Professor John Oldman is packing his belongings onto his truck, preparing to move to a new home. His colleagues show up to give him an impromptu farewell party: Harry, a biologist; Edith, an art history professor and devout Christian; Dan, an anthropologist; Sandy, a historian who is in love with John; Art, an archaeologist; and his student Linda.
As John’s colleagues press him to explain the reason for his departure, he picks up from a reference to Magdalenian cultures by Dan and slowly, and somewhat reluctantly, reveals that he is a prehistoric caveman himself from that precise period. He states that he has lived for more than 14 millennia, and that he relocates every ten years to keep others from realizing that he does not age. He begins his tale under the guise of a possible science-fiction story, but eventually stops speaking in hypotheticals and begins answering questions from a first-person perspective. His colleagues refuse to believe his story but accept it as a working hypothesis in order to glean his true intentions. John relates he was a Sumerian for 2000 years, later a Babylonian, and eventually went East to become a disciple of the Buddha. He claims to have had a chance to sail with Columbus (admitting that at the time he still believed the earth was flat) and to have befriended Van Gogh (one of whose original paintings he apparently owns, a gift from the artist himself).
In the course of the conversation, each guest questions John’s story based on knowledge from their own academic specialty. Harry struggles with how biology could allow for the possibility of a human being living for so long. Art, arguably the most skeptical of the group, questions prehistory. He exclaims that John’s answers, though correct, could have come from any textbook; John rejoins that, like any human, his memory is imperfect and he only sees events from his own narrow, hence not omniscient perspective. Dr. Will Gruber, a psychiatry professor who arrives at Art’s request later that afternoon, questions if John feels guilt for outliving everyone he has ever known and loved. He then threatens John with a gun (later revealed to have been unloaded) before temporarily leaving. John then learns from Harry that Will’s wife had died the previous day after a long illness.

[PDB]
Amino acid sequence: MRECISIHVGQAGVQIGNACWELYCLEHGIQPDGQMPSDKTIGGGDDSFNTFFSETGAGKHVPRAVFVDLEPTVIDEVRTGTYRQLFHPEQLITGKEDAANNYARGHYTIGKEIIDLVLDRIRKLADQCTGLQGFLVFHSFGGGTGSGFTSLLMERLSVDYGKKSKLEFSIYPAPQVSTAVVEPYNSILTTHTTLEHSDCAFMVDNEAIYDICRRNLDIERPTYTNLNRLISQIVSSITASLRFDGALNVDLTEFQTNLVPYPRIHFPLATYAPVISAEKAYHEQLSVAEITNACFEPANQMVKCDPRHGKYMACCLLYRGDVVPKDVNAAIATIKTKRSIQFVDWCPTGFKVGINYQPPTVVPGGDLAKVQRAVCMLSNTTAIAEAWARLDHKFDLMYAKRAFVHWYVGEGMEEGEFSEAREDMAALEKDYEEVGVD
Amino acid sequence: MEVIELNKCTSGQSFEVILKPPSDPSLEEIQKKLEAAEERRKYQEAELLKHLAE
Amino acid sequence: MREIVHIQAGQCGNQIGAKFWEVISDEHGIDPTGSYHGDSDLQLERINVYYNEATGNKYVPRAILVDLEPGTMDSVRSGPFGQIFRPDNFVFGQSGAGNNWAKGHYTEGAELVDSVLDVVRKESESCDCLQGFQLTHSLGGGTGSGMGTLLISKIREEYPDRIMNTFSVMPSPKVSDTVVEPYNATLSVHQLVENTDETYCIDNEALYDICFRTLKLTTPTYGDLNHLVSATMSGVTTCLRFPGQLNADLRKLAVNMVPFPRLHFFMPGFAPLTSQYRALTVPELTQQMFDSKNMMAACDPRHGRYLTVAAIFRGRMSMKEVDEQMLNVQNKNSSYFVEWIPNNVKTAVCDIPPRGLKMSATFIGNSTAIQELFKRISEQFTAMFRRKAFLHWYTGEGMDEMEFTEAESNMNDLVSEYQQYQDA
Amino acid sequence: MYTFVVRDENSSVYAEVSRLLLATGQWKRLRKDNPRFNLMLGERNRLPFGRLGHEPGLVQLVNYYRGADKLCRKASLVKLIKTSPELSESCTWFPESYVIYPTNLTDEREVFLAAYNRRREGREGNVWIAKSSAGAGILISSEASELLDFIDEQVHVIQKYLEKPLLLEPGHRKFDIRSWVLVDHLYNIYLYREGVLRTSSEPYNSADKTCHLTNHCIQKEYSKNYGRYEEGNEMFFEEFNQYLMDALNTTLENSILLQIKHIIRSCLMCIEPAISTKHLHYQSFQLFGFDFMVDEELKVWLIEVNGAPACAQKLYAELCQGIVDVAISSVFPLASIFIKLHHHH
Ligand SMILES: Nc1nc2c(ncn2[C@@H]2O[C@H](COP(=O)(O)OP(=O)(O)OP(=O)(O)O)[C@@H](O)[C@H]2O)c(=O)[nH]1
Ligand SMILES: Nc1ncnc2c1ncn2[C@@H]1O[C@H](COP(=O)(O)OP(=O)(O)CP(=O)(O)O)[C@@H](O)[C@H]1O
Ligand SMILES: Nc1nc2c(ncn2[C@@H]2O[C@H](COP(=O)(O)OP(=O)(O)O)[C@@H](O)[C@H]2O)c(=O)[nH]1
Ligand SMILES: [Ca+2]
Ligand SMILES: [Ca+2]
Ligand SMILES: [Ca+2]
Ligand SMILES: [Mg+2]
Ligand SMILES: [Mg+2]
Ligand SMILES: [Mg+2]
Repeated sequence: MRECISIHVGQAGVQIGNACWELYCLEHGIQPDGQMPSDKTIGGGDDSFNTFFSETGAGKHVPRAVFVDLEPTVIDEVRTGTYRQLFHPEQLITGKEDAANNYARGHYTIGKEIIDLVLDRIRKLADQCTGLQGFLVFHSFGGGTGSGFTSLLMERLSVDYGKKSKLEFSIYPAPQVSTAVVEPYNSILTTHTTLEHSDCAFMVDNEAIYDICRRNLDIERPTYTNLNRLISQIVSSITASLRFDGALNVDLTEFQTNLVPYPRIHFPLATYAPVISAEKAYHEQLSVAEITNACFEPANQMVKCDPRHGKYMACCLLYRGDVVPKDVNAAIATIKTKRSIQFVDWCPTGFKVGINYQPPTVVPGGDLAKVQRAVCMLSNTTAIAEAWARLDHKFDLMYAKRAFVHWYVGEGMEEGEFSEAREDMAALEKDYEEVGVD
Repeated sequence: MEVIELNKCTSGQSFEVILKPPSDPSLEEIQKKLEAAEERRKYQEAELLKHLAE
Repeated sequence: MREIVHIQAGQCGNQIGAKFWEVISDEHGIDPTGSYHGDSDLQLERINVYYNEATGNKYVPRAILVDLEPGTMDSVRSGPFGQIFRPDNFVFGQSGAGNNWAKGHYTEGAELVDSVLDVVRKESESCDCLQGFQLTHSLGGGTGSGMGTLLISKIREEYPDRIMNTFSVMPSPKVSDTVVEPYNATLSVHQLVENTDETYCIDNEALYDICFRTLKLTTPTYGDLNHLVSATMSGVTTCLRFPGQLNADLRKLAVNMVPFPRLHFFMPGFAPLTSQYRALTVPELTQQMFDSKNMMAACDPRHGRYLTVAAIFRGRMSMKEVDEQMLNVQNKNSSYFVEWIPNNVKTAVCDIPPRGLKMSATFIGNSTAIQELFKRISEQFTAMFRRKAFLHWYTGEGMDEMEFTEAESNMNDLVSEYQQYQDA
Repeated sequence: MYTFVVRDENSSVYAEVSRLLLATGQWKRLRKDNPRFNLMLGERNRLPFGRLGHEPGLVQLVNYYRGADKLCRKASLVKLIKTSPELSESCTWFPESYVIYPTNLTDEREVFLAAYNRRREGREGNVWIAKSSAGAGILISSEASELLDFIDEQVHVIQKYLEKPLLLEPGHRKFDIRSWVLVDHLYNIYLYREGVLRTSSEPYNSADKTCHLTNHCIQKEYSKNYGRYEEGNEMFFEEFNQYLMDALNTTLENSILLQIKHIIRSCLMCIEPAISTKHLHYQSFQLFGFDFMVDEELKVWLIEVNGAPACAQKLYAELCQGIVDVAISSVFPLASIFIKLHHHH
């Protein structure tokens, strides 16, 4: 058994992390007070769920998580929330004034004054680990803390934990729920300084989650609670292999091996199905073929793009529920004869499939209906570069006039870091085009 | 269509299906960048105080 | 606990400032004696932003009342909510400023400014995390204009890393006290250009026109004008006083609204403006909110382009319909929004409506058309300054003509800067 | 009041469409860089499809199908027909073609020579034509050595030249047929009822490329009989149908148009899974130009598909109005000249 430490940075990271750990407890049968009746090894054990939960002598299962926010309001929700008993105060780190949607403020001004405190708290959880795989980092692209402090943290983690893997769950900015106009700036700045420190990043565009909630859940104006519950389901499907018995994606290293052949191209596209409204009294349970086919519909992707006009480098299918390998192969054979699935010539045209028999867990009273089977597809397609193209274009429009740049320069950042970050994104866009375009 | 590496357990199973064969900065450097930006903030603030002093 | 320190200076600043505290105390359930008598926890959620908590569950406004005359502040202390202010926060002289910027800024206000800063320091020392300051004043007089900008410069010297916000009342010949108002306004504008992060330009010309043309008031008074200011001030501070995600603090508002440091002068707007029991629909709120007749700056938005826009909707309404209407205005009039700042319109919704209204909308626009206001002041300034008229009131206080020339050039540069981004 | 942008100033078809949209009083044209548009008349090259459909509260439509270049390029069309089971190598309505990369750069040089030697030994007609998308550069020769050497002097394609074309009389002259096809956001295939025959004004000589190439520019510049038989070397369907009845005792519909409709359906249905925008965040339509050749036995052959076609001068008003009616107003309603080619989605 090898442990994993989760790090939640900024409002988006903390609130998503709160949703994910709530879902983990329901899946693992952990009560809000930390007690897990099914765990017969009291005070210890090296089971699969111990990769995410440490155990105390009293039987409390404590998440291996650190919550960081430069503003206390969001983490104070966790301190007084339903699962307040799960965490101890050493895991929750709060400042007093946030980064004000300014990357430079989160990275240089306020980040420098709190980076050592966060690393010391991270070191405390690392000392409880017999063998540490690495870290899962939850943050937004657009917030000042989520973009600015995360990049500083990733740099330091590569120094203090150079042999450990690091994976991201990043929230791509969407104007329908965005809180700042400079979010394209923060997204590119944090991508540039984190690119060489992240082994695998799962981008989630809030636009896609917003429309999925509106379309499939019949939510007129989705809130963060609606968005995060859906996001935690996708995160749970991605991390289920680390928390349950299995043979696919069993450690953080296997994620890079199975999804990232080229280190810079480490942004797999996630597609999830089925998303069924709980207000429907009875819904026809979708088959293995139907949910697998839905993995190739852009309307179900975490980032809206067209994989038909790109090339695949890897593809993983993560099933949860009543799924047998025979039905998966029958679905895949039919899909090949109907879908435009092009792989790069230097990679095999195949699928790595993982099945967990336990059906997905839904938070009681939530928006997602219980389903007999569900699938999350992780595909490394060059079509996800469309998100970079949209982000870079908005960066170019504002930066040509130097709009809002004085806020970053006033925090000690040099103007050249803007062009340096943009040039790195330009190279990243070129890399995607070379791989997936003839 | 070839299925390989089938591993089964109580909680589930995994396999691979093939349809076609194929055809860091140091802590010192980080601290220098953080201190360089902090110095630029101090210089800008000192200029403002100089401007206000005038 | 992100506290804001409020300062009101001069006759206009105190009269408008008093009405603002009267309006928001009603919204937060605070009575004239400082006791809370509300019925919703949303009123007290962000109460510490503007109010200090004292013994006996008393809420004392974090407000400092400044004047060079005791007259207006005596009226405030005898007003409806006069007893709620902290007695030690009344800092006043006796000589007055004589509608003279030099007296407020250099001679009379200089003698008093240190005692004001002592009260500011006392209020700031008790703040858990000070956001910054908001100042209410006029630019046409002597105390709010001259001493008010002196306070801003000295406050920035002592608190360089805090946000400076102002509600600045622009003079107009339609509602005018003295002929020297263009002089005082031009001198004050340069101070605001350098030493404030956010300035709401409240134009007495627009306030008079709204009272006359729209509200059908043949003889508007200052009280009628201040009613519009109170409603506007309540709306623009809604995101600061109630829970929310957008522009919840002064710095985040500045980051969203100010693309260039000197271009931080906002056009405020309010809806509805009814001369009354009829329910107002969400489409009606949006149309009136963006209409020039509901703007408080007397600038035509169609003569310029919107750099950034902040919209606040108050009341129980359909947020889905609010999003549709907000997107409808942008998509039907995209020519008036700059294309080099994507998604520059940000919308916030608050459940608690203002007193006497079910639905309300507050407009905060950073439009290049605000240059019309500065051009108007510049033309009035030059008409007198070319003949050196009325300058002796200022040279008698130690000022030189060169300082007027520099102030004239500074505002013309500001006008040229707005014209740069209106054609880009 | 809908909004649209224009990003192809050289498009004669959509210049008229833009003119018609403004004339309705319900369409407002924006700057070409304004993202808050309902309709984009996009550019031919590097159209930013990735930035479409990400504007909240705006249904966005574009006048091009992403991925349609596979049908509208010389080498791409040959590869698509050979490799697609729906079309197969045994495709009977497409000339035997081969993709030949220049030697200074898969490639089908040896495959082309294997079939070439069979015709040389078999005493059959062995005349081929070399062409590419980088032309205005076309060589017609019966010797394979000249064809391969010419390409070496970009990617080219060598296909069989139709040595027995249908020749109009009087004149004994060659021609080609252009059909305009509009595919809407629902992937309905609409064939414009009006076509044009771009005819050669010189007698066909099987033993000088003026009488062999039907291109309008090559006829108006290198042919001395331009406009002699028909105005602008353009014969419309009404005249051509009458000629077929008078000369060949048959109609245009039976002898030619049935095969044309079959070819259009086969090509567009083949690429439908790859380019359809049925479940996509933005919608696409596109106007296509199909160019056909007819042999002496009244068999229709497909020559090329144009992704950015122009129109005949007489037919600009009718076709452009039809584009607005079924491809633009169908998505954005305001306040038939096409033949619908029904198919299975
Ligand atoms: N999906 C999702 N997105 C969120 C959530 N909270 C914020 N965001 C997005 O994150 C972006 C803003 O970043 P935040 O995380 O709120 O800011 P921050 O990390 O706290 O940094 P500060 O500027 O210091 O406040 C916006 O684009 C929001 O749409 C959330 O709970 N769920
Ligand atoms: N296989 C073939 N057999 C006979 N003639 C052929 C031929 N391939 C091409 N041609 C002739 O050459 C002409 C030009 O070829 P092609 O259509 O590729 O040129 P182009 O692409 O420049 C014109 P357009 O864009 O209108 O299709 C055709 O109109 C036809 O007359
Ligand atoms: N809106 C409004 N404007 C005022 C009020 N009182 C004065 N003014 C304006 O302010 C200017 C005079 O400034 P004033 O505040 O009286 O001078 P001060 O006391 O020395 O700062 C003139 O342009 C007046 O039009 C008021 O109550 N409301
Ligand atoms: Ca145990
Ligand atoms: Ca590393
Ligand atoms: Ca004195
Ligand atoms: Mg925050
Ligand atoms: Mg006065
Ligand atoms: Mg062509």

The discussion veers to religion, and John mentions that he does not follow any. Even though he does not necessarily believe in an omnipotent God, he does not discount the possibility of such a being’s existence. Pressed by the group, John reluctantly reveals that in trying to take the Buddha’s teachings to the west, into the eastern Roman Empire, he became the inspiration for the Jesus story. After this revelation, emotions in the room run high. Edith begins crying. Will demands that John end his tale and give the group a sense of closure by admitting it was all a hoax, and threatens to have John involuntarily committed for psychiatric evaluation should he refuse to do so. John appears to ruminate over his response before finally “confessing” to everyone that his story was a prank.
John’s friends leave the party with various reactions: Edith is relieved; Harry and Dan indicate an open mind; Art never wants to see John again; Will still believes John needs professional help; Sandy and Linda clearly believe John. After everyone else but Will and Sandy have left, Will overhears John and Sandy’s conversation, which suggests the story could be true after all. John mentions some of the pseudonyms he has used over the years, and Will realizes one was his father’s name. He asks John questions that only a very close acquaintance could answer. When John answers them correctly, Will has an emotional breakdown, suffers a heart attack and dies in their arms. After the body has been taken away, Sandy realizes that (if the story is true) this is the first time John has seen one of his grown children die. John wordlessly gets in his truck and starts to drive to an unknown destination. Then he stops and waits for Sandy, who walks over to the truck and departs with him.